To evaluate the outcomes of patients who underwent thoracoscopic wedge resection without chest drain placement. The subjects of this retrospective study were 89 patients, who underwent thoracoscopic wedge resection at our hospital between January, 2013 and July, 2015. A total of 45 patients whose underlying condition did not meet the following criteria were assigned to the "chest drain placement group" (group A): peripheral lesions, healthy lung parenchyma, no intraoperative air leaks, hemorrhage or effusion accumulation, and no pleural adhesion. The other 44 patients whose underlying condition met the criteria were assigned to the "no chest drain placement group" (group B). Patient characteristics, specimen data, and postoperative conditions were analyzed and compared between the groups. Group A patients had poorer forced expiratory volume in one second (FEV1) values, less normal spirometric results, significantly higher resected lung volume, a greater maximum tumor-pleura distance, and a larger maximum tumor size. They also had a longer postoperative hospital stay. There was no difference between the two groups in postoperative complications. Avoiding chest drain placement after a thoracoscopic wedge resection appears to be safe and beneficial for patients who have small peripheral lesions and healthy lung parenchyma.

  13. Dose conformation to the spine during palliative treatments using dynamic wedges

    Energy Technology Data Exchange (ETDEWEB)

    Ormsby, Matthew A., E-mail: Matthew.Ormsby@usoncology.com [West Texas Cancer Center at Medical Center Hospital, Odessa, TX (United States); Herndon, R. Craig; Kaczor, Joseph G. [West Texas Cancer Center at Medical Center Hospital, Odessa, TX (United States)

    2013-07-01

    Radiation therapy is commonly used to alleviate pain associated with metastatic disease of the spine. Often, isodose lines are manipulated using dynamic or physical wedges to encompass the section of spine needing treatment while minimizing dose to normal tissue. We will compare 2 methods used to treat the entire thoracic spine. The first method treats the thoracic spine with a single, nonwedged posterior-anterior (PA) field. Dose is prescribed to include the entire spine. Isodose lines tightly conform to the top and bottom vertebrae, but vertebrae between these 2 received more than enough coverage. The second method uses a combination of wedges to create an isodose line that mimics the curvature of the thoracic spine. This “C”-shaped curvature is created by overlapping 2 fields with opposing dynamic wedges. Machine constraints limit the treatment length and therefore 2 isocenters are used. Each of the 2 PA fields contributes a portion of the total daily dose. This technique creates a “C”-shaped isodose line that tightly conforms to the thoracic spine, minimizing normal tissue dose. Spinal cord maximum dose is reduced, as well as mean dose to the liver, esophagus, and heart.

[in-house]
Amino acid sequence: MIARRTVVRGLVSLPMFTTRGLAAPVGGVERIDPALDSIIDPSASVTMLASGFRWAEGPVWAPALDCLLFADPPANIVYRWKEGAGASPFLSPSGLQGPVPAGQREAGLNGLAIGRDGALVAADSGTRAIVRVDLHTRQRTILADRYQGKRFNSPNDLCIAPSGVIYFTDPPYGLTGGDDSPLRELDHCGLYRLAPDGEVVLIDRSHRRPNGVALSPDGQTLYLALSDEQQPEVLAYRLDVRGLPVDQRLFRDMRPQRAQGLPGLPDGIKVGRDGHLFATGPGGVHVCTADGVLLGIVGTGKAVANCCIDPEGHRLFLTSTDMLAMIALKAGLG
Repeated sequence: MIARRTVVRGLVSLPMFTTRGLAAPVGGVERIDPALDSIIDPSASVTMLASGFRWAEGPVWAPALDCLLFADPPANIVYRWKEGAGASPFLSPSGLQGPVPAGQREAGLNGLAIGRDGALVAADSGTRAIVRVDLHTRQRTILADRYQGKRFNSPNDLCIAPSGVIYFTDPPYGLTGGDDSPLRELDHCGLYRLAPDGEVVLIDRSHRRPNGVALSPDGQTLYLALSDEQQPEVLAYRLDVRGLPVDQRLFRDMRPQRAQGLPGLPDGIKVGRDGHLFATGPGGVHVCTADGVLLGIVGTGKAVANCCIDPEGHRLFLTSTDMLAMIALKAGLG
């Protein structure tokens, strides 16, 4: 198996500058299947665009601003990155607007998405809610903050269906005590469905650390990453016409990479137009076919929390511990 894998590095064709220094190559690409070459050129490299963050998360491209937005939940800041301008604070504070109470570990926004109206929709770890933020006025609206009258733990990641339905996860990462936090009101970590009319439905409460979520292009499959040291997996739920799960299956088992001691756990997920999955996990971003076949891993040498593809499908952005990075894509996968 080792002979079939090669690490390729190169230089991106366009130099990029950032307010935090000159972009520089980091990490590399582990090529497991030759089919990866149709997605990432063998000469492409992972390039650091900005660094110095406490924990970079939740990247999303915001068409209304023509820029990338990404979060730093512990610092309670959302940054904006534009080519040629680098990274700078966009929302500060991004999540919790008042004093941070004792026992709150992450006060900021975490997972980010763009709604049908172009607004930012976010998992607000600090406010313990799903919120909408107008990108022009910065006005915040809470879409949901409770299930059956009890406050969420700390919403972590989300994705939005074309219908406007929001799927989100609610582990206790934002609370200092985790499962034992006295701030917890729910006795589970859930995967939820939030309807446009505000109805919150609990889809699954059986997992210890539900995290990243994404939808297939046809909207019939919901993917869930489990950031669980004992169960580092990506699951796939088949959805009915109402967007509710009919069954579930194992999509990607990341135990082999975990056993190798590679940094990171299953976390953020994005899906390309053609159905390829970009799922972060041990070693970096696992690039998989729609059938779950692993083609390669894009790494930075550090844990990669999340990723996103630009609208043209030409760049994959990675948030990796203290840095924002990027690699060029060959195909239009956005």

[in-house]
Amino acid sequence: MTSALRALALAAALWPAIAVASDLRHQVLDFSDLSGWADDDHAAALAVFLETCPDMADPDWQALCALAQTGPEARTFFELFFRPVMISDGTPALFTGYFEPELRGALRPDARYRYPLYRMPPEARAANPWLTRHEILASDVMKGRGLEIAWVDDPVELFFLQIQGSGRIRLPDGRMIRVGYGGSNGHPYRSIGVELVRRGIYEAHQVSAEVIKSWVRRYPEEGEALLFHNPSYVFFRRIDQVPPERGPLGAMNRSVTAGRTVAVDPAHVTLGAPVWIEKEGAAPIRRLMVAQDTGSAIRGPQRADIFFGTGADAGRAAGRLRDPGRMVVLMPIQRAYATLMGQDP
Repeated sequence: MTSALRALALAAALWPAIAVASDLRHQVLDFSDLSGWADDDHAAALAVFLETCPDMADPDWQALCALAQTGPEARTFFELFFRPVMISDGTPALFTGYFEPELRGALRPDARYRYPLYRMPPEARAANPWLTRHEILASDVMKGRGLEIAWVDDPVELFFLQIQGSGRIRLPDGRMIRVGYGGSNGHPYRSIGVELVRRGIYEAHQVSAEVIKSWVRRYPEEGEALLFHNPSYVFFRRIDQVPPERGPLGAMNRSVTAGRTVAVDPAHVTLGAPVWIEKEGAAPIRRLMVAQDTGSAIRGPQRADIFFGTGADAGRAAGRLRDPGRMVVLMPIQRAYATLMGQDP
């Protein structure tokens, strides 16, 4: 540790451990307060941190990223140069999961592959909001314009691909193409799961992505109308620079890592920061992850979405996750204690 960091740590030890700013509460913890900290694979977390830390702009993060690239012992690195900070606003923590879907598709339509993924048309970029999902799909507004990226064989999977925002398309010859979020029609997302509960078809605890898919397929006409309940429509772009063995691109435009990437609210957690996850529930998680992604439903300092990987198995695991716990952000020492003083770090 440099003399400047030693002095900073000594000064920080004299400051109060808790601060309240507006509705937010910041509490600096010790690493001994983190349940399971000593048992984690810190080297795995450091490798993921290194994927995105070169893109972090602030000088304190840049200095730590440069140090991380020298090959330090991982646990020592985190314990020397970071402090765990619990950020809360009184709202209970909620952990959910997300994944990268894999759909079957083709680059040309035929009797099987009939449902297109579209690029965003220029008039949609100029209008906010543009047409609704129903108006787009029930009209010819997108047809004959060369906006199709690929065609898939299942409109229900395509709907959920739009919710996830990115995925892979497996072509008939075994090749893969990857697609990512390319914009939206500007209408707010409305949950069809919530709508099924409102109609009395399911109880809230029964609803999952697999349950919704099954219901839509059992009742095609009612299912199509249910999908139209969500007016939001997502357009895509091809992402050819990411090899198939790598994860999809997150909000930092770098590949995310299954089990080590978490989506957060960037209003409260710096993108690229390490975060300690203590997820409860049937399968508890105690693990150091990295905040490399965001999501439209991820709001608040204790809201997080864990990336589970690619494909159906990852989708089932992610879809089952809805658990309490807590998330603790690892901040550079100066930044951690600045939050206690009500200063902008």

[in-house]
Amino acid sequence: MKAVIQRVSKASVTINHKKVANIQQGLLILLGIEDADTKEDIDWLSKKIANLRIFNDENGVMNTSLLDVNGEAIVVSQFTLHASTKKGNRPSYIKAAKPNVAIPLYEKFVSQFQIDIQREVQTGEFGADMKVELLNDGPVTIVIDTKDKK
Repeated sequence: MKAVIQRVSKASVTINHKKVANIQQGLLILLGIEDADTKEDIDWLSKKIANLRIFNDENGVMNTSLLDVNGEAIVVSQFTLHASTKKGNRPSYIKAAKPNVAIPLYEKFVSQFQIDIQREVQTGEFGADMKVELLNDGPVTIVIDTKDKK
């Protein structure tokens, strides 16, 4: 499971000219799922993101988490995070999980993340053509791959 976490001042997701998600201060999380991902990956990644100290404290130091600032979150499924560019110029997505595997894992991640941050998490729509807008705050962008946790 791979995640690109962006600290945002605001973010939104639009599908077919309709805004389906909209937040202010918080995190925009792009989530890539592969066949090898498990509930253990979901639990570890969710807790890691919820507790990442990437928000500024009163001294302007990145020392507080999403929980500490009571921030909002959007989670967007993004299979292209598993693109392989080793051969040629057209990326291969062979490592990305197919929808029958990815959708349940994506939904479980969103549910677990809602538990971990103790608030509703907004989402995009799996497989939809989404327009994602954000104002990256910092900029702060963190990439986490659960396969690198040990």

14. Integrated waste management as a climate change stabilisation wedge for the Maltese islands.

    Science.gov (United States)

    Falzon, Clyde; Fabri, Simon G; Frysinger, Steven

    2013-01-01

    The continuous increase in anthropogenic greenhouse gas emissions occurring since the Industrial Revolution is offering significant ecological challenges to Earth. These emissions are leading to climate changes which bring about extensive damage to communities, ecosystems and resources. The analysis in this article is focussed on the waste sector within the Maltese islands, which is the largest greenhouse gas emitter in the archipelago following the energy and transportation sectors. This work shows how integrated waste management, based on a life cycle assessment methodology, acts as an effective stabilisation wedge strategy for climate change. Ten different scenarios applicable to the Maltese municipal solid waste management sector are analysed. It is shown that the scenario that is most coherent with the stabilisation wedges strategy for the Maltese islands consists of 50% landfilling, 30% mechanical biological treatment and 20% recyclable waste export for recycling. It is calculated that 16.6 Mt less CO2-e gases would be emitted over 50 years by means of this integrated waste management stabilisation wedge when compared to the business-as-usual scenario. These scientific results provide evidence in support of policy development in Malta that is implemented through legislation, economic instruments and other applicable tools.